The following editorial appeared Sunday in The Florence Morning News:
Most would be in agreement the state needs educational improvements and better achievement for our tax dollars. Those are basic and uncontroversial concepts, but the road to making those ideas a reality are anything but.
After some staunch House resistance earlier this year, South Carolina became the 23rd state this summer to offer a private, school choice option, albeit in a very limited form.
The program credits taxpayers 60 percent of their state tax liability when donating to nonprofits that distribute scholarships to special needs students.
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The King’s Academy in Florence is one of 12 schools statewide currently qualified for the program, although officials expect more to follow suit.
It is capped at $8 million and would only last a year under current language, but for school choice supporters, like S.C. Superintendent of Education Mick Zais, it is a step in the right direction for market-based education reform.
According to 2011-12 data, more than 12 percent of South Carolina students are identified as having a disability that would qualify them for the program. But with approximately 730,000 students in the state, the hard cap limits the amount of students the program can affect to about 800, or 0.1 percent of students statewide.
Also because of the timing, this budgetary proviso is likely to help mainly families who are already enrolled at private schools, and that in some cases, even with a full scholarship of $10,000, families could be left with more costs to cover. The plan, while creative, is complex, which drains some of the energy from its appeal. Many of the affected families, we suspect, would find it confusing and not all that much help in providing a real school “choice,” especially given the small sample size available in the pilot program.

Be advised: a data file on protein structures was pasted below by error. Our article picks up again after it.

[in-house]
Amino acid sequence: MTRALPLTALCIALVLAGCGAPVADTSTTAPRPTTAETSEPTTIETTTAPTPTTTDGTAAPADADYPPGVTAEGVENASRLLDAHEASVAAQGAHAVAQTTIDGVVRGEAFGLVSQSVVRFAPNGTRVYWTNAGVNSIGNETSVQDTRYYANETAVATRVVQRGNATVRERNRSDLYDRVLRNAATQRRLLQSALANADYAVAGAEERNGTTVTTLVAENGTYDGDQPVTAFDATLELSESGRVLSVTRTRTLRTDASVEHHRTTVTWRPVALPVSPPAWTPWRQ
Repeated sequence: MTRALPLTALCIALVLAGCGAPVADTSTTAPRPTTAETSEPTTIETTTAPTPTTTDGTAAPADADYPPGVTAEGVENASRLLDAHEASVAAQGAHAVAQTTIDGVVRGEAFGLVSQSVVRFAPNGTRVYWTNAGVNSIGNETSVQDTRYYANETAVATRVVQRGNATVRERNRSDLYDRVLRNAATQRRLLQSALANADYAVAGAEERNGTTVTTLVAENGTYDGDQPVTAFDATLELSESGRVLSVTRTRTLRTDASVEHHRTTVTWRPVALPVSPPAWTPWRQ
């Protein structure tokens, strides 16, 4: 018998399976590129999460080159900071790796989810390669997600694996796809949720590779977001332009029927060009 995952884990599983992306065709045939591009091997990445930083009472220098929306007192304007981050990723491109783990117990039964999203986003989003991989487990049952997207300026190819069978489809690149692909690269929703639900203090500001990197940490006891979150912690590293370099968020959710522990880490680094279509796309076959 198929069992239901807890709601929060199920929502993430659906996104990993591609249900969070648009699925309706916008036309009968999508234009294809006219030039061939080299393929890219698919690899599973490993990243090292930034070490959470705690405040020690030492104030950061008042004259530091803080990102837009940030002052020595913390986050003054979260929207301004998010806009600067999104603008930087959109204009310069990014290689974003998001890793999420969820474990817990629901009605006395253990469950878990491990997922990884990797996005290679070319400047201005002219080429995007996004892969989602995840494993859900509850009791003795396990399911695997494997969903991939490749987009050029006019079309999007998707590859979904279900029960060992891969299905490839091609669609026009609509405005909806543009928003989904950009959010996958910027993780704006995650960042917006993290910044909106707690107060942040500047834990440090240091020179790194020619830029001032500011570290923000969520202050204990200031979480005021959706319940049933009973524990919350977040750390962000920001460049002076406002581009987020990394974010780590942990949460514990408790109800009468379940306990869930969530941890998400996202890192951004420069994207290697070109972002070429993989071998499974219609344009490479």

All of this means that this will return for Statehouse debate next year, likely with little hard, tangible data to back up whether the program has been effective. This test run is surely a ploy to get opponents to warm to the school choice notion, but without detailed quantitative substantiation, it seems yet another round of debate awaits.
School choice is rooted in the idea that by creating more competition, it will instigate positive change across all school districts. We think the school choice concept is valid and probably useful. It’s as obvious as the power of the free-market system, which we believe works fairly well. In the free market, the best ideas and options usually win out.
But that idea, however embraceable for other reasons, does still have lingering questions about integration, diversification and socialization of children, not to mention the down-the-road deleterious effect it could have on public funding for the state’s public school system.
There are no easy remedies nor easy answers for meaningful education reform, which is to say the basic picture of educational mediocrity (or worse) in South Carolina is likely to stay the same for the immediate future.
Policymakers were just in providing the alternative to special needs students first, but we fear this dip in the reform pool will still leave South Carolina education treading water for years to come.